Speaking of official school stuff, shopping for Ethan's school supplies proved to be no small task. First of all, I didn't expect the stores near me to run out of Crayola crayons, or every other item on the supply list for that matter. I went to no less than five stores to find the coveted "2 boxes of 8 thin Crayola Crayons" finally finding the last two packs that an out-of-the-way Rite-Aid had in stock. And if not for my friend Julie telling me what a "primary paper tablet" was, I would've sent Ethan off to school with a bound pack of construction paper rather than the writing journal we were supposed to send. I read "primary" and immediately thought "primary colors". I guess I stretched the interpretation a little too far. But the "8 large Elmer's glue sticks" still eludes me. Five stores. Zero large glue sticks. I found glue sticks, just not large glue sticks. And I found lots of single-packs of large glue sticks, but not eight. And not Elmer's. And also not priced at an amount of money with which I am willing to part for a glue stick.
But back to today. The drop off went as smoothly as I could've hoped. Ethan was bounding toward to the school doors with glee, encouraging Adam and I to "hurry up" behind him. His new teacher was as kind and friendly as you would expect a kindergarten teacher to be. And my eyes filled up with tears at all the appropriate times. Like when I was driving home yesterday afternoon. And before dinner last night. And during dinner last night. And when my alarm went off this morning. And when I put on my seat belt to drive to school. But thankfully, the tears remained tucked away while we were at school. And stayed away after I returned home. For a whopping 80 minutes.
And then I managed to keep them away for a few hours longer. Until I realized it was lunch time and began imagining all sorts of horrific scenarios unfolding in the cafeteria. Like the lunch lady not understanding Ethan when they asked his name to verify that his lunch has been prepaid and that because I sent him with no money, he would starve. Or that he wouldn't be able to reach any of the items on the food line and would starve. Or that he would need help opening his milk and no one would be there to help him. And he could starve!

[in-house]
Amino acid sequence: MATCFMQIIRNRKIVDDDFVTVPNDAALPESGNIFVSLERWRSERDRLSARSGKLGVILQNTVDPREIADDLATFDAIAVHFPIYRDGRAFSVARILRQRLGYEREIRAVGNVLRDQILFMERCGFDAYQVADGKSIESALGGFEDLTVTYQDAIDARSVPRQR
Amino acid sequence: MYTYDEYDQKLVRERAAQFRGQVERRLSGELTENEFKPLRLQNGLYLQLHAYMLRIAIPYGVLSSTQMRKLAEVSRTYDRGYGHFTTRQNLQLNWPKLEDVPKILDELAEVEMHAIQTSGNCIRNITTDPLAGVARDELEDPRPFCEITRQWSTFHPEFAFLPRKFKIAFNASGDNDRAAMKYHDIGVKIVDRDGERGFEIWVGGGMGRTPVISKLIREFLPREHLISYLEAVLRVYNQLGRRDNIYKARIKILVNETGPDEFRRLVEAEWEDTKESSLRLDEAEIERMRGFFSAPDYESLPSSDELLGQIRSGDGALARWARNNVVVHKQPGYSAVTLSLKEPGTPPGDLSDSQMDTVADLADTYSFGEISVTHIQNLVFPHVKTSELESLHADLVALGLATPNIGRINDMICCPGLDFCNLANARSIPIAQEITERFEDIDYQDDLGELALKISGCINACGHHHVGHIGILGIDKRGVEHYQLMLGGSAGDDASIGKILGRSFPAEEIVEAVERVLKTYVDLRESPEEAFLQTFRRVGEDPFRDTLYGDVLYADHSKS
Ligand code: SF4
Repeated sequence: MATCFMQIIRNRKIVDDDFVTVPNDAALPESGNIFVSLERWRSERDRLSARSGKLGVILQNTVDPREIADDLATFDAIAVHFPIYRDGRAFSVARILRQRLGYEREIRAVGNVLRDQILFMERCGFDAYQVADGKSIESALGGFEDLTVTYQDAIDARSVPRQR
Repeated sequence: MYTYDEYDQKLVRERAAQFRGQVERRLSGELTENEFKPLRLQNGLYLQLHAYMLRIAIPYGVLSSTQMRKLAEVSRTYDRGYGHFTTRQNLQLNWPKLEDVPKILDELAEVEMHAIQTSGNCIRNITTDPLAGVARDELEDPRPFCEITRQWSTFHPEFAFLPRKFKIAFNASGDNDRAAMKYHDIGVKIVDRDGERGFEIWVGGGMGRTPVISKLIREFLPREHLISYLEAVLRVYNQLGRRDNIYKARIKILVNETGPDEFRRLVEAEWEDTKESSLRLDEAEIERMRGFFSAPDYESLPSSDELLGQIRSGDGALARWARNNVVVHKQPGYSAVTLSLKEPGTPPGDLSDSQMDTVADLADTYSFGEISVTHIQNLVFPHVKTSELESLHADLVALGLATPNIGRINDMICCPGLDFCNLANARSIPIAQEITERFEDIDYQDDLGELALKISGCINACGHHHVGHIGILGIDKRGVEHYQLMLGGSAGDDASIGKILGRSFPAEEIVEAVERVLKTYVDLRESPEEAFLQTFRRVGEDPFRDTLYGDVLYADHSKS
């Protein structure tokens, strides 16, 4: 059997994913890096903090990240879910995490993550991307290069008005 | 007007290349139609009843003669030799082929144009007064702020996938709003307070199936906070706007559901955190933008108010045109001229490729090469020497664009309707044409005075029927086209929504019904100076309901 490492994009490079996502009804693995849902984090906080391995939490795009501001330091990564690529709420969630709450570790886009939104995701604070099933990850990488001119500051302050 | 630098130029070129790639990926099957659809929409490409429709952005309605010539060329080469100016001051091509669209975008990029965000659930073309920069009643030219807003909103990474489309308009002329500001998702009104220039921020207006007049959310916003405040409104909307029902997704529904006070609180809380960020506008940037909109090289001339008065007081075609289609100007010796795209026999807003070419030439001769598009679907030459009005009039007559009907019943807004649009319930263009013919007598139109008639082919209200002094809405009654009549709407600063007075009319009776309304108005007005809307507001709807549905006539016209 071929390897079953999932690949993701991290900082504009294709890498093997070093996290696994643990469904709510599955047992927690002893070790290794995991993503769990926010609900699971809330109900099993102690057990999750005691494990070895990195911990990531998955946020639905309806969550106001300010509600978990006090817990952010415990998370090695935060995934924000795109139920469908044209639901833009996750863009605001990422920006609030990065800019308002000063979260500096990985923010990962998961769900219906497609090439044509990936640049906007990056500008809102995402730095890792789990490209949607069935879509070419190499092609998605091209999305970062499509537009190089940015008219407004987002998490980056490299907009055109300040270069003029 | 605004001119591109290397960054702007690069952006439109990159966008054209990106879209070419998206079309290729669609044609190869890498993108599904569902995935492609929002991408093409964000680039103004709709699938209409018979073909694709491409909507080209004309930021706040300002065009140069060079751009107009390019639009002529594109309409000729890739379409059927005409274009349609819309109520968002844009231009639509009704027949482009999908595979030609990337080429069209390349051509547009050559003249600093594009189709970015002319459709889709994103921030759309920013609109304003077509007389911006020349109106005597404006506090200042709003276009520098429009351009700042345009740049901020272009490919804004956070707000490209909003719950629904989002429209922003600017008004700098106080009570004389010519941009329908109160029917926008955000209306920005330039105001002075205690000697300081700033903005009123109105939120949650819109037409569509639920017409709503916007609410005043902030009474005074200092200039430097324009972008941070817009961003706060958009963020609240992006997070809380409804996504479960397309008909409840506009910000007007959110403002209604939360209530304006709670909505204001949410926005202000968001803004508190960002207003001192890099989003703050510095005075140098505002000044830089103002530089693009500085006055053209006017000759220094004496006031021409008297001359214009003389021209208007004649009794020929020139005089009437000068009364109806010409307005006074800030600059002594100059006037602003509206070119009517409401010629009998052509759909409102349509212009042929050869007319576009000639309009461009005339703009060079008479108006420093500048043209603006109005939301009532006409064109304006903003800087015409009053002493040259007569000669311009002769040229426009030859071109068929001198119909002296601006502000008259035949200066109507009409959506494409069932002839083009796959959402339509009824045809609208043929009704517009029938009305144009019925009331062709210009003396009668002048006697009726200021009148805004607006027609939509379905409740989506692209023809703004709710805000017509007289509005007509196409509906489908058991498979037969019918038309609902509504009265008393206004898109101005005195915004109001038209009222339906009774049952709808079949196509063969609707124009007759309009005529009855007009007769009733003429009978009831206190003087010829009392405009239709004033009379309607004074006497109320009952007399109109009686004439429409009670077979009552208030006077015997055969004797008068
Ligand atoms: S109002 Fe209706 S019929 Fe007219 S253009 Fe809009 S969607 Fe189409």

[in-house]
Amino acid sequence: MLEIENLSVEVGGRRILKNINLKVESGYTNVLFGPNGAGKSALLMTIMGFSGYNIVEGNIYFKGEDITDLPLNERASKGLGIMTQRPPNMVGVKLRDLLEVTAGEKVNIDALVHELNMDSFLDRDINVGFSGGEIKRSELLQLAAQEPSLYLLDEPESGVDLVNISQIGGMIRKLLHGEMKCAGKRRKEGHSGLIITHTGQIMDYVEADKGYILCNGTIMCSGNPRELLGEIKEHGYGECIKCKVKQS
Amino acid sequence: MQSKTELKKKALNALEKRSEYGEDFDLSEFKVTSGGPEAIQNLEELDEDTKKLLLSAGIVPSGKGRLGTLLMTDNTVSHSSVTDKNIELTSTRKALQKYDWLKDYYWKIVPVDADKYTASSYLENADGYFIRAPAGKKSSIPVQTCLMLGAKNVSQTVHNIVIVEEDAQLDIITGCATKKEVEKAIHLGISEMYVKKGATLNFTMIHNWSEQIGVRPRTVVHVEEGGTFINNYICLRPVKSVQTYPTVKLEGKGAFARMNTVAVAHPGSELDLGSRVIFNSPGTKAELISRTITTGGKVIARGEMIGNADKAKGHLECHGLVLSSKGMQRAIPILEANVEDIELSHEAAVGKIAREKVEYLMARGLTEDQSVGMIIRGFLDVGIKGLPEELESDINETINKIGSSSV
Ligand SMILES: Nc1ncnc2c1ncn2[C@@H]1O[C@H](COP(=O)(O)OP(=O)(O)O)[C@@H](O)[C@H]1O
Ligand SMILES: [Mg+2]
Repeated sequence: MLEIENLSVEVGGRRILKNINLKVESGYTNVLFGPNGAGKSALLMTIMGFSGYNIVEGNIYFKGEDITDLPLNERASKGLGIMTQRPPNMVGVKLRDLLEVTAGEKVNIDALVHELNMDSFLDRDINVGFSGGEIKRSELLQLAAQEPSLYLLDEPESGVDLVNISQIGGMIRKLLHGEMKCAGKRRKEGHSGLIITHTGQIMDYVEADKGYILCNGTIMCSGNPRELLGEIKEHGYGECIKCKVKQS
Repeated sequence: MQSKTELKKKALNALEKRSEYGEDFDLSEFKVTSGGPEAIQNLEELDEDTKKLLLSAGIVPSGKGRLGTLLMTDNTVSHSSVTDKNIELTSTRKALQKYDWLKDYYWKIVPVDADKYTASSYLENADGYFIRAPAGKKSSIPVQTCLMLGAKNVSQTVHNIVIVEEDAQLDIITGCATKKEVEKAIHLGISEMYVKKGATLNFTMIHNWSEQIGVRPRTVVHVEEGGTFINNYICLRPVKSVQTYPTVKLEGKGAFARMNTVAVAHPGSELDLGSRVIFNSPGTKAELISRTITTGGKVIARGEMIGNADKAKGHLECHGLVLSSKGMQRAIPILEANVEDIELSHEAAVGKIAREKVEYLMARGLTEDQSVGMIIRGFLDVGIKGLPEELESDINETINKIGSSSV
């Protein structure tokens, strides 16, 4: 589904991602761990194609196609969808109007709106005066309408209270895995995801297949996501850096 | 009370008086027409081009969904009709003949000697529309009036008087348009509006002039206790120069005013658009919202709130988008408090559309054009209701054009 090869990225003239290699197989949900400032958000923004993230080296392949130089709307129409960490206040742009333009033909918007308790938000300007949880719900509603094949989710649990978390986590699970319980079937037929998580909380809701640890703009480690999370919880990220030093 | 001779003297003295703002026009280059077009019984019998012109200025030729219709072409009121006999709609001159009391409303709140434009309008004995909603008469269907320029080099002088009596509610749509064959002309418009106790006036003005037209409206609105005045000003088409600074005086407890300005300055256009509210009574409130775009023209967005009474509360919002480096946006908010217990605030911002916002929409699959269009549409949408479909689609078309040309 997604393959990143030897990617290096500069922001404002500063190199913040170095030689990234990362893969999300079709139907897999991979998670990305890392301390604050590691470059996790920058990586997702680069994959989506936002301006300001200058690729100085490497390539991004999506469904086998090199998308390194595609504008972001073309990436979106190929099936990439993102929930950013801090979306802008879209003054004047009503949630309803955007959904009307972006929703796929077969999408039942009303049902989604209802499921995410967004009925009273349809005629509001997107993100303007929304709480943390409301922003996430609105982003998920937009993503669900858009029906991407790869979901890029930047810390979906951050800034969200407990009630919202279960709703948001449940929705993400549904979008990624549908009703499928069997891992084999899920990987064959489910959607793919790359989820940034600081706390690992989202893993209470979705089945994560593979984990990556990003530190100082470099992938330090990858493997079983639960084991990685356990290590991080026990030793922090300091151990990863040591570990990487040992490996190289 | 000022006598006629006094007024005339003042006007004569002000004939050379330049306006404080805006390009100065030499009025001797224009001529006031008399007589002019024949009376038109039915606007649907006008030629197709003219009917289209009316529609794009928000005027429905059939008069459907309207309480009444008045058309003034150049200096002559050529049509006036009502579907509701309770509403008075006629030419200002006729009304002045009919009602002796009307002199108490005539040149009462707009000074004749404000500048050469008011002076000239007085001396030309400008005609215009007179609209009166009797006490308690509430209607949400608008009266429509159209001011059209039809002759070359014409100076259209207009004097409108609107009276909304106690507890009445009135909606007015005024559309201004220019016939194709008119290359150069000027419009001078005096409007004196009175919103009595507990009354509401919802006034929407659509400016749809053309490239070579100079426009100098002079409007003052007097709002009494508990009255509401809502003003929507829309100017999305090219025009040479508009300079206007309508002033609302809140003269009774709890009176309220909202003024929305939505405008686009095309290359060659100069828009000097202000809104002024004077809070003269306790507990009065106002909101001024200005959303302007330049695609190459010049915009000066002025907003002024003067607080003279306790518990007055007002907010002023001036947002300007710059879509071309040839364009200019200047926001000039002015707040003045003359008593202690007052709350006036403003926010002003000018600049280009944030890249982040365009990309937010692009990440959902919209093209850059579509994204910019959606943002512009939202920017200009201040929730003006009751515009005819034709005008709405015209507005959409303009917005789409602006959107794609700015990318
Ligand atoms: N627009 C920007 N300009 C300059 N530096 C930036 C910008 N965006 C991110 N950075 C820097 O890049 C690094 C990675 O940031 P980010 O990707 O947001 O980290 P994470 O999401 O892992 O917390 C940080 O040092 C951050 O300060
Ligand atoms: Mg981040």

Of course, all of these fears were unfounded. Ethan informed me later that his thoughtful and lovely teacher had the kids "practice" carrying a lunch tray during their "planning ahead" time. Sigh. I think I'm smitten with Ms. K. Planning ahead time!? She had me at hello.
But back to lunch. Ethan reported the following information in regards to holding the tray:
"I handled it with two hands! That's the important part of holding a tray." Very important, indeed.
Here is some more commentary direct from Ethan regarding the rest of the day outside of managing a cafeteria tray.
The first thing they did this morning after being dropped off:
"I got to find a place to sit and then we colored gum balls. We also had story time on the magic carpet."
His favorite classroom activity:
"We got to go to recess and play on the playground! I played General Grievous by myself. All the kids were playing by themselves." (I don't know about you, but this sounds like the saddest recess I've ever heard of, though Ethan seemed to be truly fine with wandering about the playground solo. However, I've encouraged him to approach some kids tomorrow to see if they might like to play with him.)
Ms. K's funny antics:
"We were getting ready for rest time and she took out two towels. [They rest on towels from home rather than mats] One was Batman and one was Spiderman. But she called the Batman towel Spiderman and the Spiderman towel Batman. It was so funny! We laughed and laughed!"
But Ethan would only let the one-sided interview I conducted last for so long before he turned the tables around on me.
E: So, what did you do while I was at school?
Me: Went to Ms. Amanda's house.
E: What did you do there?
Me: Drank coffee.
E: That's it? Was it boring? That's all you did?
Me: Mm hm. That's it.
E: (Now incredulous) The only thing you did was have coffee!? Nothing else! That sounds so boring! You're so boring! No joke!
The sharing about our day promptly ended when Ethan looked at me seriously and very politely asked, "Should there be a reason that you're talking to me all this time?".
We returned to our coloring without talking. And tomorrow morning Ethan will return to Ms. K's class. And hopefully I won't cry.